The pressure is immense.
There is constant motion and noise during a three-minute spurt. The adrenaline surges and thoughts race. The toll is as much emotional as it is physical, and any let-up results in a letdown.
All involved must work in perfect unison — the safety of others depends on it. Broken bones, sprains, strains, tears and concussions are par for the course there, unfortunately.
Sounds a little like a mad scramble in an emergency room?
“So,” Franklin D. Roosevelt High School senior Amber Lajszky said, “don’t you dare tell me cheerleading isn’t a sport.”
It is in fact, and competitive cheerleading became recognized as such in 2014 by the New York State Board of Regents. There now exist sectional championships and an official state tournament will be held on March 4 in Syracuse.
There still are invitational tournaments scattered throughout the five-month season, which begins in November, and the teams continue to cheer at other scholastic sporting events. That, along with an exhausting practice schedule, makes for as impressive a juggling act as balancing a somersaulting flyer.
The Arlington cheerleading team spent two hours last Friday evening at Roy C. Ketcham High School performing acrobatic stunts, dancing to 1990s hip hop and entertaining a rollicking crowd as the Admirals boys basketball team rallied for a comeback win against their rivals.
Less than 12 hours later, the squad was at John Jay High School, cheering itself on this time.
The group pulled an upset of its own, wowing judges with their showmanship, charisma and dance number to take first place in the mixed varsity competition of the John Jay Cheer Invitational on Saturday. The co-ed team was led by Rachel Prandoni, Za’ire People, AJ Pittore and Will Adams.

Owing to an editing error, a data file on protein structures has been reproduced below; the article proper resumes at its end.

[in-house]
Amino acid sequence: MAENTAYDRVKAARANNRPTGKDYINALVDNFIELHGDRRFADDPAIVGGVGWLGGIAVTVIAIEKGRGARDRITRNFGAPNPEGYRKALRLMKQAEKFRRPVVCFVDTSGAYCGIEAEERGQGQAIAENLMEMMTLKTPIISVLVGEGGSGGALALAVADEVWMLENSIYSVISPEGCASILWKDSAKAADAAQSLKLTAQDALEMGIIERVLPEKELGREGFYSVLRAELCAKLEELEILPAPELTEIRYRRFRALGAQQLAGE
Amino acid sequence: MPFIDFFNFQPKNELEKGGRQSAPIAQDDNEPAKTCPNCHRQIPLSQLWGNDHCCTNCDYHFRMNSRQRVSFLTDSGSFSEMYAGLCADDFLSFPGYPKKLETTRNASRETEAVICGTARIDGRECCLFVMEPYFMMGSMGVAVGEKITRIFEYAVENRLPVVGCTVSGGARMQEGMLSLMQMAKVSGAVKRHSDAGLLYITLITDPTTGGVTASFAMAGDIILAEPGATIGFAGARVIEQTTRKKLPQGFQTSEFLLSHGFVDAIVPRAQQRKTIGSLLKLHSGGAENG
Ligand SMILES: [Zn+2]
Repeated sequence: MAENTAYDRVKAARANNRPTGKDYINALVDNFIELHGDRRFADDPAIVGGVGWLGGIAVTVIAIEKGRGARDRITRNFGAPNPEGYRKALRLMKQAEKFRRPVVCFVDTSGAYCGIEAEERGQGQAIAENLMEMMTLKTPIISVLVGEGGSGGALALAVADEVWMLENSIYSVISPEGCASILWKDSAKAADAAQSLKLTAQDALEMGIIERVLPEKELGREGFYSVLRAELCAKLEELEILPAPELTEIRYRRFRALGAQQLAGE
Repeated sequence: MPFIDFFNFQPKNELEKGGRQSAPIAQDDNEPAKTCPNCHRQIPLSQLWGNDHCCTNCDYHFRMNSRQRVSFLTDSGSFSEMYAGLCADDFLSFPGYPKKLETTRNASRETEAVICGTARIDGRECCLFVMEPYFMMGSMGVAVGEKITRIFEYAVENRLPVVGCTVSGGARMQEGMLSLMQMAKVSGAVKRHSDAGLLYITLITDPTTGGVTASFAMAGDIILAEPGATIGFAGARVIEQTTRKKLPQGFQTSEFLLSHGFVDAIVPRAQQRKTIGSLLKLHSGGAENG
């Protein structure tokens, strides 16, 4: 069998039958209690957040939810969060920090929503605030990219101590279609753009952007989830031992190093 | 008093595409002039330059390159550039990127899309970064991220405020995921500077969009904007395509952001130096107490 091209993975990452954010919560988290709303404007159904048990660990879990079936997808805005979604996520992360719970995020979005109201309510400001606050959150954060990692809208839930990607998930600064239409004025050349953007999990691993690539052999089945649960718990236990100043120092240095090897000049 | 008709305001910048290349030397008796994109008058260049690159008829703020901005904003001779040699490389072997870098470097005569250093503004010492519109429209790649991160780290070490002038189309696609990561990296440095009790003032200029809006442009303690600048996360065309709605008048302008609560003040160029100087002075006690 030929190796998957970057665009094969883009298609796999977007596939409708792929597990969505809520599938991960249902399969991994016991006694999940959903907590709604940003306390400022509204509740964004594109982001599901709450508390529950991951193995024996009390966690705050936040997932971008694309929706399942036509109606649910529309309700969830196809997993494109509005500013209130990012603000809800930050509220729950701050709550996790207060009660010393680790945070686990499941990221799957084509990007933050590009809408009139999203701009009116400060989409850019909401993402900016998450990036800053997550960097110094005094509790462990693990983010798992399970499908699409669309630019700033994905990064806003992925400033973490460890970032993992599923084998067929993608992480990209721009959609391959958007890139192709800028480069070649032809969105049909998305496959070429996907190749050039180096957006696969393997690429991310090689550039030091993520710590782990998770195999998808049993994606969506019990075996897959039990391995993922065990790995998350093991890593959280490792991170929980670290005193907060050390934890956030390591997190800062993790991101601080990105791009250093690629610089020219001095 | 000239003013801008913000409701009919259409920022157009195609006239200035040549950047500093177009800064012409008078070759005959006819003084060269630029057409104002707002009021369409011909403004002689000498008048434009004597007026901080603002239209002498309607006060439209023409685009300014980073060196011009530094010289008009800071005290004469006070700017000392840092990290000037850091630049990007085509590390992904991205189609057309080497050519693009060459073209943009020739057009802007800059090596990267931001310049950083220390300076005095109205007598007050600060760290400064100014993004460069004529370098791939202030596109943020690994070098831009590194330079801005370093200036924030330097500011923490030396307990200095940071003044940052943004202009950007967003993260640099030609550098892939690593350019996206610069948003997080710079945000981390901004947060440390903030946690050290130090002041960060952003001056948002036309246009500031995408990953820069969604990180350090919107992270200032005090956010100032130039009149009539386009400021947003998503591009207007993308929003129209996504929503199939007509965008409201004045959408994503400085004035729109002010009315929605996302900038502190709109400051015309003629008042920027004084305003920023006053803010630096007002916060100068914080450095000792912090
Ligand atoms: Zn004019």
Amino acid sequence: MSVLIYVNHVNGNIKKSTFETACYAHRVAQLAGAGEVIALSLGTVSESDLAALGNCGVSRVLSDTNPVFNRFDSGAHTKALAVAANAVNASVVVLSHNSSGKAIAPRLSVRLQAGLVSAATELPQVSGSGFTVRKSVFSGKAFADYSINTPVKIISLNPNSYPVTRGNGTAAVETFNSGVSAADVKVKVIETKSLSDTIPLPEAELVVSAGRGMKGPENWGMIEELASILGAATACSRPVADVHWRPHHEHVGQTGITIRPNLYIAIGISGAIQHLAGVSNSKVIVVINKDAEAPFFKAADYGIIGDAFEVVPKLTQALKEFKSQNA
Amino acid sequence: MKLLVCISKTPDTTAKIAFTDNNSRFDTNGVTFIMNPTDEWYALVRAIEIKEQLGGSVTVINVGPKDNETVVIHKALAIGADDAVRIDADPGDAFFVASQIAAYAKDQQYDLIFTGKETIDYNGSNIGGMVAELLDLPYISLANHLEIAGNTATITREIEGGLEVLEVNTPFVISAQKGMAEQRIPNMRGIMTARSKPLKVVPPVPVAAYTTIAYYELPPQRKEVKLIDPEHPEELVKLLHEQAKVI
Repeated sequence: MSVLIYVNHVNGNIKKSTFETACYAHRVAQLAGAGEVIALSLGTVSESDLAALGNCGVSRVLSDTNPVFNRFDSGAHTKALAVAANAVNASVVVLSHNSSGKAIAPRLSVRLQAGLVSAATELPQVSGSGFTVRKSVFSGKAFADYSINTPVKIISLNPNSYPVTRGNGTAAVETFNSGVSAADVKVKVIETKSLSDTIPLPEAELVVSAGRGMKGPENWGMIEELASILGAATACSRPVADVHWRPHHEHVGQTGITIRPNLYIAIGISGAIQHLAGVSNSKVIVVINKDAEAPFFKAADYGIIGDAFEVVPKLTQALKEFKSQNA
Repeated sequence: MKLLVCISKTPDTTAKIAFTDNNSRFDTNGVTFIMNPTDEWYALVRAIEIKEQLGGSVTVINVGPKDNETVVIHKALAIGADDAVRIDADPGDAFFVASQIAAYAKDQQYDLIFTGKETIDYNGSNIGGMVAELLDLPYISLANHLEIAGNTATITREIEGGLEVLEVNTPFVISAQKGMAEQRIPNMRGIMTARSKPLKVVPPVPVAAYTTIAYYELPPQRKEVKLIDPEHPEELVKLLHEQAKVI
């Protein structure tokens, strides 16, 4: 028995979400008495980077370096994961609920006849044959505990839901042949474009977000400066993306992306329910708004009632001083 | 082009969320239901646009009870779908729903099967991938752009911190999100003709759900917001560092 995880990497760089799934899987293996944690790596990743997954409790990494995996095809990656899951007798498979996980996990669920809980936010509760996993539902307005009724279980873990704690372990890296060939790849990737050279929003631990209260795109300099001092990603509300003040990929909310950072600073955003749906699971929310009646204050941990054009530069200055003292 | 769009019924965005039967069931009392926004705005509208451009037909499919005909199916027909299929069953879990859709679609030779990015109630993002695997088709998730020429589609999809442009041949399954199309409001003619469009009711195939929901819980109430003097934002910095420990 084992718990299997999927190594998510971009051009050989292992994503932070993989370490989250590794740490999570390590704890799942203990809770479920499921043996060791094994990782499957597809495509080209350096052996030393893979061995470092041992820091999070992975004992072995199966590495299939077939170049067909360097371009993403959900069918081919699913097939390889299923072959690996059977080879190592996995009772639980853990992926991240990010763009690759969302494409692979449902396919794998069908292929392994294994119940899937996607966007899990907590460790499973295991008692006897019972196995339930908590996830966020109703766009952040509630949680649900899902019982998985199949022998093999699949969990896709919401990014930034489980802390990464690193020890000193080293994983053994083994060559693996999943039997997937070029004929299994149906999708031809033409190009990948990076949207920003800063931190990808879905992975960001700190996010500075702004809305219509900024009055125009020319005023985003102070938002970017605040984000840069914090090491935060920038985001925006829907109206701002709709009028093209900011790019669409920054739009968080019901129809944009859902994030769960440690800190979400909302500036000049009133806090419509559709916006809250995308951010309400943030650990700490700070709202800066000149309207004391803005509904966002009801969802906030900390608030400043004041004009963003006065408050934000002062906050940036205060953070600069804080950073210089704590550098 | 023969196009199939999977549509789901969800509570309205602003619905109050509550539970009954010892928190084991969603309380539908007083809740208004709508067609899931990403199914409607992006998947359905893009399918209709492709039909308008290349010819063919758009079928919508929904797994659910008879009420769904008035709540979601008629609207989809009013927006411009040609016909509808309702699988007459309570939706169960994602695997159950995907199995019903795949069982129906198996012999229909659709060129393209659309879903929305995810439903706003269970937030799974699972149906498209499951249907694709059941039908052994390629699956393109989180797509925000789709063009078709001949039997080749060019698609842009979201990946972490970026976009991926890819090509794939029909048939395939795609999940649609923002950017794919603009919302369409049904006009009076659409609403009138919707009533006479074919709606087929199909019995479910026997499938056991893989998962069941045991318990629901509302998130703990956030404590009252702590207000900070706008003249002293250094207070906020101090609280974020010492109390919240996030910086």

Roosevelt has a roster full of underclassmen with Becca Gibson, Emily Nealy and Lajzsky as its only seniors. Faced with the pressure of competition, the team flipped out… no, literally. Its flashy, tumbling- and acrobatics-packed combinations earned Roosevelt first place in the “large school, small team” bracket. The performance elicited chants from the crowd, and even opposing teams.
The Presidents sang and danced to pass time after the competition, as the results were being tabulated. Then when they were announced among the winners, emotions overflowed.
“I bawled my eyes out,” Gibson said. “This is significant. All the work we put in, it’s for moments like this.”
Give ‘em a T-R-O-P-H-Y!
“This is huge for us,” Arlington coach Danielle Camporese said of the victory. “We haven’t done that well in recent years and cheerleading overall isn’t always taken seriously. This trophy is something we can take back to the school and show we can succeed like our other teams.”
In celebration of their accomplishment, Admirals cheerleaders joked, they would indulge themselves by bragging. Incessantly.
Some of the Roosevelt team members treated themselves to fast food. (Just defying stereotypes by the minute, huh?)
The competition featured 29 teams, including the Wappingers Junior High School team, competing in the modified division, the Ketcham junior varsity and Dover High School. Teams came from as far south as Westchester County, and Colonie traveled from Albany.
Some of the proceeds from the event were donated to the Lauren Gould Fund, in honor of the former North Rockland coach who died in December from complications of cystic fibrosis. Her squad was cheered loudly after taking first among large teams.